U.S. Rep. Mondaire Jones (D-NY) lost Tuesday’s crowded Democratic primary election to represent New York’s 10th Congressional District. One of the country’s first openly gay Black members of congress was defeated in the 12-person contest by Levi Strauss heir and former Trump impeachment lawyer Daniel Goldman.
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Jones, who was endorsed by House Speaker Nancy Pelosi (D-CA) and Sen. Cory Booker (D-NJ), came in third in the crowded primary race. He currently represents New York’s 17th Congressional District, where he was challenged by Rep. Sean Patrick Maloney (D), the chair of the Democratic Congressional Campaign Committee. Maloney drew criticism for running against a sitting Democrat, as well as for being a white politician trying to unseat one of the two Black and gay members of congress.
Rather than running against Maloney, Jones opted to run for New York’s newly drawn 10th district. Goldman is expected to win the solidly Democratic seat in November.
Ahead of Tuesday’s primary, Jones told The Grio that “to lose me in the House would be a blow to our democracy and the fight to protect fundamental rights,” adding, “I have been a leading progressive member of Congress, who has brought the rest of the Democratic caucus with him on issues like Supreme Court expansion, and voting rights and democracy reforms.”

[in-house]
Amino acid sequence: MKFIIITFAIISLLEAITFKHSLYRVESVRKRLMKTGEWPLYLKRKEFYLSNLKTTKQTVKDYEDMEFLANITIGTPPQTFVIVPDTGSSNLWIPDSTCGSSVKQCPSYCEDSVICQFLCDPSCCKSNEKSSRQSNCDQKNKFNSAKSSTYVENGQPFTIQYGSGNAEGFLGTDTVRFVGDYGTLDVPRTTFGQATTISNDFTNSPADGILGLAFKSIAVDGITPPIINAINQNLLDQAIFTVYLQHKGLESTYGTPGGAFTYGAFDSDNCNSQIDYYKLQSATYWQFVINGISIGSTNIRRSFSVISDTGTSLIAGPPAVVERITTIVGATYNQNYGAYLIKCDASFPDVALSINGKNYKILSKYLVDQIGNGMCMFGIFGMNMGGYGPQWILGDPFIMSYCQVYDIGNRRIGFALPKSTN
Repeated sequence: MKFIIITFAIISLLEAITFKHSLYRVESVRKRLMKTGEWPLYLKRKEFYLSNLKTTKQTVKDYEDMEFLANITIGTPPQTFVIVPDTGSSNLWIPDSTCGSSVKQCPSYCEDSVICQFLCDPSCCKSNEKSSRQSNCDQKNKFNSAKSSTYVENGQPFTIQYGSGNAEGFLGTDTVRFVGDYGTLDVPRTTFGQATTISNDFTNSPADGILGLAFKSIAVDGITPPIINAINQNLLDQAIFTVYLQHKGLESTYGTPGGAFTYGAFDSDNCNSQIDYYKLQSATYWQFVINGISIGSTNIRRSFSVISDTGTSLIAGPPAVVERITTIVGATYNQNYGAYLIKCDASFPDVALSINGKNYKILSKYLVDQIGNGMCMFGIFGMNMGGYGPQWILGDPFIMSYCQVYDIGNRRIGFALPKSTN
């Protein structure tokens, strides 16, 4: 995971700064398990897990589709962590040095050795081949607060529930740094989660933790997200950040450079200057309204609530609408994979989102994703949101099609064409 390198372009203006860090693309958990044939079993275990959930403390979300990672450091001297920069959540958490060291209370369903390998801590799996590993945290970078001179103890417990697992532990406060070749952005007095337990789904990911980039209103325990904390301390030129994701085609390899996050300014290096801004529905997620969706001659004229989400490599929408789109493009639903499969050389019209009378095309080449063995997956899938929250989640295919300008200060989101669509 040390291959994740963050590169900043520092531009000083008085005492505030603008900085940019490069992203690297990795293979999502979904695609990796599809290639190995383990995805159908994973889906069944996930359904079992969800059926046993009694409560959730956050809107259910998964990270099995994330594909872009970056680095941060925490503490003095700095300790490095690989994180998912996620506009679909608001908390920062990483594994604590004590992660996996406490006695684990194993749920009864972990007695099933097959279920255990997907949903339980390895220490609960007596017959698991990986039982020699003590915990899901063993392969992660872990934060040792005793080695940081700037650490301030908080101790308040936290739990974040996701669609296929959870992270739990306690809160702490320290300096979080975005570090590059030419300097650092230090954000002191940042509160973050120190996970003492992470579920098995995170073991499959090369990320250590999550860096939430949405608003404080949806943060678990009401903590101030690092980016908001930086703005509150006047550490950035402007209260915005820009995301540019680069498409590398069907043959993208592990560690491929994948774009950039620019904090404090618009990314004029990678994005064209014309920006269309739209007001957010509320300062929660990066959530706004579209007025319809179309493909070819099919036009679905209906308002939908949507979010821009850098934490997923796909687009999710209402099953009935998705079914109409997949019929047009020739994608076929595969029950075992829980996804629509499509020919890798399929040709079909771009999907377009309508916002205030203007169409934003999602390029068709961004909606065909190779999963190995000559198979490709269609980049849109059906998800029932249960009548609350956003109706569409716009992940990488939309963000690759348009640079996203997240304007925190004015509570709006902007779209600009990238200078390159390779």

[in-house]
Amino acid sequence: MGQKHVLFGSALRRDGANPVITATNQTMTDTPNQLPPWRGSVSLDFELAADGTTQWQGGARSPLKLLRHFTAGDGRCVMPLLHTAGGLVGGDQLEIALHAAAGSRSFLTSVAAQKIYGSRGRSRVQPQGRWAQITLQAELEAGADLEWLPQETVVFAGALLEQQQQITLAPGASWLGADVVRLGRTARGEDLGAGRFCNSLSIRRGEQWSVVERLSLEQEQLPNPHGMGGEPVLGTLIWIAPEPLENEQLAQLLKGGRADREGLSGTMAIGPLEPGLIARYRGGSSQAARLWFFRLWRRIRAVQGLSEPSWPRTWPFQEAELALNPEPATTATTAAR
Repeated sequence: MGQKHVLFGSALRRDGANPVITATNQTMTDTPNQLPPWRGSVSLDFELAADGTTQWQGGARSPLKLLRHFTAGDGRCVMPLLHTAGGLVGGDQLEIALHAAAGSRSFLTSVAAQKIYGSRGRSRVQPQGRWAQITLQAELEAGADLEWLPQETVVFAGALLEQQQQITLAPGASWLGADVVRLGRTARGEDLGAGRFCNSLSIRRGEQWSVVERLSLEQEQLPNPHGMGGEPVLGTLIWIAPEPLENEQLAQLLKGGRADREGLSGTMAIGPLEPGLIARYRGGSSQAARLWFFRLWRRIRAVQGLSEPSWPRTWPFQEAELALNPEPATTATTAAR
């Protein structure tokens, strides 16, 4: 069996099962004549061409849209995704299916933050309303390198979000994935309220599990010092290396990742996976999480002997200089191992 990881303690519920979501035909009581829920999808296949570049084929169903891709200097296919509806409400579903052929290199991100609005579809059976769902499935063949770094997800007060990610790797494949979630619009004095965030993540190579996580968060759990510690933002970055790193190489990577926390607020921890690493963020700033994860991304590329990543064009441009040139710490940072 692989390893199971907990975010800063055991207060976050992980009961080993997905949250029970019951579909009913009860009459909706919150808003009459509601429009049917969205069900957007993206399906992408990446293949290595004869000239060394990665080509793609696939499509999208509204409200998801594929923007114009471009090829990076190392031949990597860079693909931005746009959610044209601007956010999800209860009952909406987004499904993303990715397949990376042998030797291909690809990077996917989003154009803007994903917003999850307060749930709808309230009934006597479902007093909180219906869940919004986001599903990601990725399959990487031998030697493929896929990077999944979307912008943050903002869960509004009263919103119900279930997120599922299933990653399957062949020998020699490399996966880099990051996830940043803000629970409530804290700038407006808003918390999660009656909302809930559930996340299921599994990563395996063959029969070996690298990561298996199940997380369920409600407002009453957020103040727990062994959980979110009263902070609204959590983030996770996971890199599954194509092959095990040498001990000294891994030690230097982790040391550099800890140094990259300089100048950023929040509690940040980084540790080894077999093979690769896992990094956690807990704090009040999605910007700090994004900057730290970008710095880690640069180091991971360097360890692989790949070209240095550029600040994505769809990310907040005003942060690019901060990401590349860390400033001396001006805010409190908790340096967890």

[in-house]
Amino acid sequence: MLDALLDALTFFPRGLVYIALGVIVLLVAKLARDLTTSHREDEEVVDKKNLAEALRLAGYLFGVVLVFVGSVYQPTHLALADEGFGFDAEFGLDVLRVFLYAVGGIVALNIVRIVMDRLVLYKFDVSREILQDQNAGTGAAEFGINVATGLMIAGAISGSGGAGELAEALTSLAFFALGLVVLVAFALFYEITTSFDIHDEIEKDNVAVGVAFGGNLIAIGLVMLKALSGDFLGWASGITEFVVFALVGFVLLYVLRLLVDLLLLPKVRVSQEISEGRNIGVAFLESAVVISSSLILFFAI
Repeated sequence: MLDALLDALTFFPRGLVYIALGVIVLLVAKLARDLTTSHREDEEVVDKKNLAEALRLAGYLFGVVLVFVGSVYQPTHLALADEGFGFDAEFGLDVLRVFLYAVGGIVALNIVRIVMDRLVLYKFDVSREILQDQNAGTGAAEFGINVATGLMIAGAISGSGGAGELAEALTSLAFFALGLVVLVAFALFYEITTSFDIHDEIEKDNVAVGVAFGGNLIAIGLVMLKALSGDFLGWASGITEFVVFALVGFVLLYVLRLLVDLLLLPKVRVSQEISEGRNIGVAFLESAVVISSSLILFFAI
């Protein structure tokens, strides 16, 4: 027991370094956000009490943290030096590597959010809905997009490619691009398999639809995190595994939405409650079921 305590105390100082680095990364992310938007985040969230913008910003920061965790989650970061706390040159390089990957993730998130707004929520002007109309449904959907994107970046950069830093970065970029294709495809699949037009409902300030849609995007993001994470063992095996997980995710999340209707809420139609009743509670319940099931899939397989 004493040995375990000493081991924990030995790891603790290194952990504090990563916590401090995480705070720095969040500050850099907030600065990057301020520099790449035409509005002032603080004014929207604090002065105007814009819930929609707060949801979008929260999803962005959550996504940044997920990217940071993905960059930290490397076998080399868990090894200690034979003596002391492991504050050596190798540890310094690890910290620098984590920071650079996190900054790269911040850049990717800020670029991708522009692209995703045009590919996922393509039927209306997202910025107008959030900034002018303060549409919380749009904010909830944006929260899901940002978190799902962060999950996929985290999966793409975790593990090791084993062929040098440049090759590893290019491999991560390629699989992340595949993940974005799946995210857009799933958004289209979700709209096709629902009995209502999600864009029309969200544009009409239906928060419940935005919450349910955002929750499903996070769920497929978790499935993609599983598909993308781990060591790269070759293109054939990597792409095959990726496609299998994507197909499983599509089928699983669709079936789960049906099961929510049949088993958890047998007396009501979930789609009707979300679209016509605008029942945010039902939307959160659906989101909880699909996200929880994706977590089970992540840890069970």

Jones was elected in 2020 and was selected to be the Freshman Representative to Leadership, the “most influential role available to a freshman member of Congress.” When they took office in January 2021, he and Rep. Richie Torres (D-NY) become the nation’s first out gay Black members of Congress.
As a member of Congress, Jones was an advocate for LGBTQ rights. “I didn’t have images growing up of queer people and sort of respected in public life, whether on television or in politics,” he said in June. “And I certainly didn’t see queer people of color in those roles.”
“I think I am uniquely situated to galvanize communities that have historically been shut out of the political process,” Jones told LGBTQ Nation in 2019, “and leverage that to apply pressure on Republicans in Congress who are not speaking to the views of most Americans, who are being allowed to get by because so many people are disillusioned with our politics that they’re not paying attention to what’s going on and they’re not holding their representatives accountable.”
“The result in Mondaire’s race is deeply sad for the LGBTQ community,” LGBTQ Victory Fund President and CEO Annise Parker said. “We’ve lost a fierce advocate and LGBTQ pioneer in Congress who used every ounce of his political power to fight for a more equitable and fair America.”
Back in New York’s 17th Congressional District, Maloney easily won his primary battle against progressive challenger, Rep. Alessandra Biaggi (D-NY). He got 67% of the vote and she got 33%.
In New York’s 15th Congressional District, Torres advanced to the general election unopposed.